A visit to The Guild

Located north of Toronto, in the little farming town of Bradford, is one of the top automotive restoration shops in North America. Perched alongside the longest street in the world. one might wonder if the locals even realize the level of cool they’ve got right under their noses.

The Guild of Automotive Restorers has been known around the world for their old world restoration techniques for decades. While they have built a reputation for building and restoring some of the most significant Bugatti models over the years, the list of projects they have worked on is simply staggering. From the earliest of cars to wood race boats and even a WWII A-26 bomber.

In addition to the full mechanical and body restoration facilities on site, The Guild also has a retail store and museum that is absolutely full of gearheaded goodness. The store features diecast models, stickers, tee shirts, books and all sorts of memorabilia and even a fully restored Cord. I suspect the vehicles on display must rotate to keep things fresh, but the cars on display during this visit are pretty significant and certainly kool.

Walking in the front door, visitors are greeted by the George Barris creation that was the star of the B-movie Supervan. For those who have never had the pleasure, check out the fromage below.

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Originally called the Love Machine when Barris built it in the late Sixties, it became Supervan in the mid Seventies when it was used in the movie Supervan. Over the next couple of decades it was used in a variety of tv shows and movies, including Back to the Future II. It was recently restored by The Guild and was featured on the show Chop, Cut, Rebuild.

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Around the corner is a concept car that Volkswagen commissioned in 1970 to depict what the Beetle might look like in the year 2000. It would seem they got it all wrong!

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Next up is a futuristic 3 wheeled drag car called Turbo-Sonic that was also built by the legendary Barris. Built in the early Sixties, Turbo-Sonic is powered by a turbine engine that is said to develop 1,000 horsepower and propel the car to 300 mph in the 1/4 mile. Looking more like a fighter jet than a dragster, Turbo-Sonic built for the movie Tom Jones a Go Go and was actually raced after filming. That flick starred Walter Brennan and is so obscure that it isn’t even listed on his imdb page!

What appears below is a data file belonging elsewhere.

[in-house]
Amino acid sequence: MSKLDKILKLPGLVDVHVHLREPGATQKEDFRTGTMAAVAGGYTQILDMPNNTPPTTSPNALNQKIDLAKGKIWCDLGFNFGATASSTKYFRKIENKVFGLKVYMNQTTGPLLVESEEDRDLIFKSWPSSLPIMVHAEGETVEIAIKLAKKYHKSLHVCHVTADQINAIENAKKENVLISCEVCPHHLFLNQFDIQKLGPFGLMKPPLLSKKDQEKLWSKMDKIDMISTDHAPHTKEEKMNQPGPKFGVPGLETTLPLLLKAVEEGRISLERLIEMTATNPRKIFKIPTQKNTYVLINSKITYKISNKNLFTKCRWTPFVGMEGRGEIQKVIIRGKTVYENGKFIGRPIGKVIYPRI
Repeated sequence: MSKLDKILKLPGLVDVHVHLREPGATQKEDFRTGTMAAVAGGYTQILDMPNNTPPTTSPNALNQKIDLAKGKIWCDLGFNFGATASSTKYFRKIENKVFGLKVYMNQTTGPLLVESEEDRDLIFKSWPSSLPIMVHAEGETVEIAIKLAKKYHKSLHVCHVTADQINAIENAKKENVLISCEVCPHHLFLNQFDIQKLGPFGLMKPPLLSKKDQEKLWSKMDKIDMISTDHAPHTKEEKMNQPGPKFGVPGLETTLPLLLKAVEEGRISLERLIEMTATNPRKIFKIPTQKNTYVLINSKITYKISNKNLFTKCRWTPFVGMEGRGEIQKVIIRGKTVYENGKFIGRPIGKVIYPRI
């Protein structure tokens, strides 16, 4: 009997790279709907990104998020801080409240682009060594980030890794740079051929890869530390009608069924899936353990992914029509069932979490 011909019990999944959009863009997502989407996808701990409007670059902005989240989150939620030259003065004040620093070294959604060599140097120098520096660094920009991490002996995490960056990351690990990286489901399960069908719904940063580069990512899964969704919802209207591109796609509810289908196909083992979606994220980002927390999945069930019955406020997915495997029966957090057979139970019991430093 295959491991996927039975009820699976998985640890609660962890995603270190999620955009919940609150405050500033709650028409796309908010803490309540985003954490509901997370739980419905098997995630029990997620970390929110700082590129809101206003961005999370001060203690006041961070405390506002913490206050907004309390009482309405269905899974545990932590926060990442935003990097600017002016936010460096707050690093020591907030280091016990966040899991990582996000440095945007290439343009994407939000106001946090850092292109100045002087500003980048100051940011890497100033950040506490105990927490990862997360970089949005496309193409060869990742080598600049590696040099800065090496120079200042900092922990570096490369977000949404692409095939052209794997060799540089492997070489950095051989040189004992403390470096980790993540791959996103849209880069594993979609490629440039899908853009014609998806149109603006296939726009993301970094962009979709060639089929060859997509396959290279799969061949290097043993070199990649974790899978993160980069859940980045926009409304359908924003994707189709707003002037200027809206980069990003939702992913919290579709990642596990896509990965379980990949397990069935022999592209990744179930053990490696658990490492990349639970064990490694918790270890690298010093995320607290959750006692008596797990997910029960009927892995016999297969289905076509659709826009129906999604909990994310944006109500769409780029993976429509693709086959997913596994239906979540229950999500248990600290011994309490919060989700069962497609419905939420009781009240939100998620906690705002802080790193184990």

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The Guild also has a 1986 Sinclair C5, the 3 wheeled electric car that bankrupted British computer pioneer Sir Clive Sinclair. The retail shop shares space with the final prep area of the shop and there are lots of interesting machines in various stages of completion to be seen. While I’m not overly passionate about pre-war cars, I love the 1926 Lancia that is awaiting restoration. Also of note, hiding behind glass doors, is the Bugatti Aerolithe project which is a completely accurate recreation of the 1935 Aerolithe coupe, often called the Electron as it was built of magnesium. David Grainger from The Guild writes about the project in the National Post.

Whether you have a project to restore or are itching to buy an already completed car, The Guild is capable of handling your needs. A visit to the shop just to poke about and soak up the history is worth the drive to Bradford in itself.

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Comments

  1. Jay says

    Any more info on the Tom Jones A Go-go movie. I have a bunch of stills from the filming. Cannot seem to find out any info on it.

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